The effects of household's climate-related displacement on delivery and postnatal care service utilization in rural Bangladesh

Md Rabiul Haque, Nick Parr*, Salut Muhidin

*Corresponding author for this work

Research output: Contribution to journalArticle

Abstract

Exposure to extreme climate events causes population displacement and adversely affects the health of mothers and children in multiple ways. This paper investigates the effects of displacement on whether a child is delivered at a health center, as opposed to at home, and on postnatal care service utilization in Bangladesh. Using cross-sectional survey data from 599 mothers who gave birth in the three years prior to the date of interview, including 278 from households which had previously been displaced and 231 from households which had not been displaced, we use multivariate logistic regression to identify the factors associated with maternal healthcare service utilization. The results show that displaced households' mothers are only about a quarter as likely to deliver at a health center as mothers from non-displaced households. The use of health center-based delivery decreases as the numbers of past displacements increases. Higher number of previous children, lower use of antenatal care during pregnancy, lower household income, and lack of access to radio/television also significantly reduce a mother's likelihood of delivery at a health center. Displaced mothers are also substantially less likely to use postnatal care services for their neonates, especially those supplied by trained providers. Use of health facilities for delivery, use of antenatal care services, and previous number of children are other important predictors of postnatal care service utilization for neonates. In light of these findings, relocation of local health facilities with basic and emergency care provisions to areas in which the displaced have resettled, reinforcement of Family Planning services, and extension of coverage of the Maternity Allowance benefits in the displacement-prone mainland riverine areas are recommended policy responses.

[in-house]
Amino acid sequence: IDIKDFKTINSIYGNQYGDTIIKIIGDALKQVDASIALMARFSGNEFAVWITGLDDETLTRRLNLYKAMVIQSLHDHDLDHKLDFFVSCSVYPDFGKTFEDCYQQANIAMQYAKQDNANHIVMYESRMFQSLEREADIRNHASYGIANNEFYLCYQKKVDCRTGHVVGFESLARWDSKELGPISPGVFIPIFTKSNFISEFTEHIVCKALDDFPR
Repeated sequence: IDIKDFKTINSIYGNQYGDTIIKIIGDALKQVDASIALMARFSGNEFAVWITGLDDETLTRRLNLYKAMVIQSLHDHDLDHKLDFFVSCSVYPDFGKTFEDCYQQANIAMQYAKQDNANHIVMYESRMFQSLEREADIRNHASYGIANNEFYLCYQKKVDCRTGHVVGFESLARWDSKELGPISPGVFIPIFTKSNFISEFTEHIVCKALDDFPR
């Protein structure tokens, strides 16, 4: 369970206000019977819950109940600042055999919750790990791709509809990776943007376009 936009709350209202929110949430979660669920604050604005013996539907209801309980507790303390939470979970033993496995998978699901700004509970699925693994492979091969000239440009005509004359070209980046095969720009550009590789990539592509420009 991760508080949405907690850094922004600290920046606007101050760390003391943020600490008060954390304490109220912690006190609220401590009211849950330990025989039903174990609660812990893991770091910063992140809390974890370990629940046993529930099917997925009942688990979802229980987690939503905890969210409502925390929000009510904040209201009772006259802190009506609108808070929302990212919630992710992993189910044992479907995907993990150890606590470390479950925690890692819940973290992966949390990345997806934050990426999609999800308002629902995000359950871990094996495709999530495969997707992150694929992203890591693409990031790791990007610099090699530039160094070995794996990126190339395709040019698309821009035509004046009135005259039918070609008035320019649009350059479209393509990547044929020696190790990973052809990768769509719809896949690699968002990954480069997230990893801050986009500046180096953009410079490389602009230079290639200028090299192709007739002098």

Original languageEnglish
Article number112819
Number of pages11
JournalSocial Science and Medicine
Volume247
DOIs
Publication statusPublished - 1 Feb 2020

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Keywords

  • Bangladesh
  • Climate change
  • Climate-related displacement
  • Delivery and postnatal care
  • Maternal healthcare

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